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Thursday, October 28, 2021
UNITED NATIONS, Jul 23 2010 (IPS) - Half a year ago, non-governmental organisations (NGOs) from around the globe flocked to Haiti to help pick up the pieces after a 7.0 magnitude earthquake shattered the fragile Caribbean nation. Many have since left, but hundreds remain, as does the logistical challenge of their coordination.
At the Caribbean Community (CARICOM) Summit at the beginning of this month, outgoing CARICOM Chair and Prime Minister of Dominica Roosevelt Skerritt criticised the NGOs in Haiti for lacking a “level of order” and “basically doing what they want”.
Ed Joseph, director of the NGO Coordination Support Office (CSO) at the U.N. Logistics Base in Port-Au-Prince, dismisses these kinds of assertions.
“The claim that there exists a lack of coordination is a very mundane criticism, a sort of tiresome cliché that doesn’t hold up to investigation,” Joseph told IPS.
While it is agreed that coordination is important – in order, for example, to prevent the duplication of services and to help ensure no one falls through the cracks – as Skerritt’s comments reveal, the question of whether coordination exists remains disputed, despite what Joseph calls “practical and demonstrable results”.
The Inter-Agency Standing Committee (IASC) report launched Jul. 15 on the response to the humanitarian crisis in Haiti noted this “perception of a coordination deficit” at the outset of relief efforts, but stated that since then, “huge” advances had been made to strengthen coordination between aid groups.
The NGO CSO – set up just days after the earthquake – is itself “unprecedented”, said Joseph, in that its sole purpose is not to provide aid or relief, but to coordinate the multitude of aid groups working in the country. The office was established by InterAction, an alliance of over 190 U.S.-based NGOs, and works closely with the U.N. Office for the Coordination of Humanitarian Affairs (OCHA).
Last week, InterAction released a prototype for its Haiti Aid Map, which visualises existing humanitarian projects in an effort to improve coordination among aid groups.
However, the question of coordination is not only about coordination between NGOs, but also about coordination between the U.N.’s various clusters within which the NGOs operate.
The cluster approach organises U.N. groups, NGOs and other humanitarian actors according to roles and responsibilities pertaining to 12 distinct areas, such as food, emergency telecommunications, protection and water sanitation and hygiene.
One of the final recommendations of the IASC report, which evaluated the relief effort over the last six months, was the need to “counteract the ‘silo effect’, whereby each cluster focuses solely on sector-specific activities, to the neglect of critical cross-cluster and multi-sectoral thematic areas of need.”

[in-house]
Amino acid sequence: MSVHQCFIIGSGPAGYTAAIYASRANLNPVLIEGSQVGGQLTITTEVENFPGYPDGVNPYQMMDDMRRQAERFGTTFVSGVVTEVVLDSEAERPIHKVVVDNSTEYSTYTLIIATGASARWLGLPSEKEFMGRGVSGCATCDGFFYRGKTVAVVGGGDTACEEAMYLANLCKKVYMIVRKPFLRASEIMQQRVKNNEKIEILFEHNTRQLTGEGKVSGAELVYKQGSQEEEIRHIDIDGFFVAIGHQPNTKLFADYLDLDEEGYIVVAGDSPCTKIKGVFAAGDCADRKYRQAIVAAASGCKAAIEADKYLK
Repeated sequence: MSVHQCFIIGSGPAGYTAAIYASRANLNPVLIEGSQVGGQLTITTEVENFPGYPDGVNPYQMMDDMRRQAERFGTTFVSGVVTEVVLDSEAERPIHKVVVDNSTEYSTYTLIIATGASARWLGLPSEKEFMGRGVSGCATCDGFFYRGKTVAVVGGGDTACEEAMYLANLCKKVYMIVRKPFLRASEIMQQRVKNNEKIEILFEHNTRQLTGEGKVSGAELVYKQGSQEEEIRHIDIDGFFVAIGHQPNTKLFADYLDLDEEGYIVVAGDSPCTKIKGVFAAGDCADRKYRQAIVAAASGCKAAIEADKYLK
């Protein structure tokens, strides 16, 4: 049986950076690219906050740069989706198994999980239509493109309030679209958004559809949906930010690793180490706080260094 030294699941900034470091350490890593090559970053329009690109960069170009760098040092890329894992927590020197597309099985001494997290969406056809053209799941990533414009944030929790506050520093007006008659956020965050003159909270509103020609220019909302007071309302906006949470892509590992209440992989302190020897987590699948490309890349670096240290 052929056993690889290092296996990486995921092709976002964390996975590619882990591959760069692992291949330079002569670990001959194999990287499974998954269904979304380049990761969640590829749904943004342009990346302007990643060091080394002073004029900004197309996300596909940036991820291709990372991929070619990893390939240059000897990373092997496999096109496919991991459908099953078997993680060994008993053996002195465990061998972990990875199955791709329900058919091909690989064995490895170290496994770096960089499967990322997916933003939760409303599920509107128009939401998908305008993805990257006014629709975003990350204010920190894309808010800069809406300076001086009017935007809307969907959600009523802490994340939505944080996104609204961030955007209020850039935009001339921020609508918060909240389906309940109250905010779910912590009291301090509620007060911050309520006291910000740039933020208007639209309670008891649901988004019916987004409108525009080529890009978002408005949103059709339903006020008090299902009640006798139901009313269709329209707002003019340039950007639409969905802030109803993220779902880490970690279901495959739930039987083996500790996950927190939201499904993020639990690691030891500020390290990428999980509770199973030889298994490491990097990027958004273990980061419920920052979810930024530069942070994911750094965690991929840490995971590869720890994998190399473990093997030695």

“Everything is in order when you’re on the [U.N. Logistics] base, but when you go out into the world it gets frustrating,” said Igeoma Simon.
Simon, a Haitian-American grassroots organiser who has worked to set up mobile health clinics before the earthquake and is now focusing on initiatives to engage the youth in Haiti, finds inter-cluster communication to be lacking.
“When the health care cluster isn’t coordinating with the education cluster, it’s a problem,” Simon said. “You’re dealing with education, you go do the education thing; you’re dealing with shelter, you go do the shelter thing; you’re dealing with health, you go do the health thing. No, that’s not how it should be. We all need to coincide and be aware of what the other arm is doing.”
Jolanda van Dijk, inter-cluster coordinator for the OCHA Haiti, declined to respond to repeated requests for comment.
With the focus in Haiti having moved from disaster relief to recovery, and now shifting from recovery to reconstruction, the work of humanitarian groups is far from over, as reflected in the mass of NGOs that remain active.
Media reports have placed the number of NGOs operating in Haiti to be in the hundreds, and even as high as 10,000. Even before the January earthquake, the poverty-ridden Caribbean nation was inundated with humanitarian and aid groups, garnering the reputation of being a “Republic of NGOs”. But Joseph cautions against estimates, remarking, “No one has an exact count.”
The InterAction NGO CSO, OCHA Haiti, and the Unite de la Coordination des Activites des ONGs (UCAONG) in Haiti’s Ministry of Planning all register NGOs, but no agency claims to have a comprehensive directory, as groups sometimes depart without notification. UCAONG’s most recent list of active humanitarian groups contains 230 entries.
“Are there any unmet needs in Haiti? Yes, of course,” Joseph said. But “thank goodness that there are NGOs and dedicated people who come and sacrifice and work on the ground, and efficiently and responsibly allocate aid to the people of Haiti. Thank goodness there are so many.”
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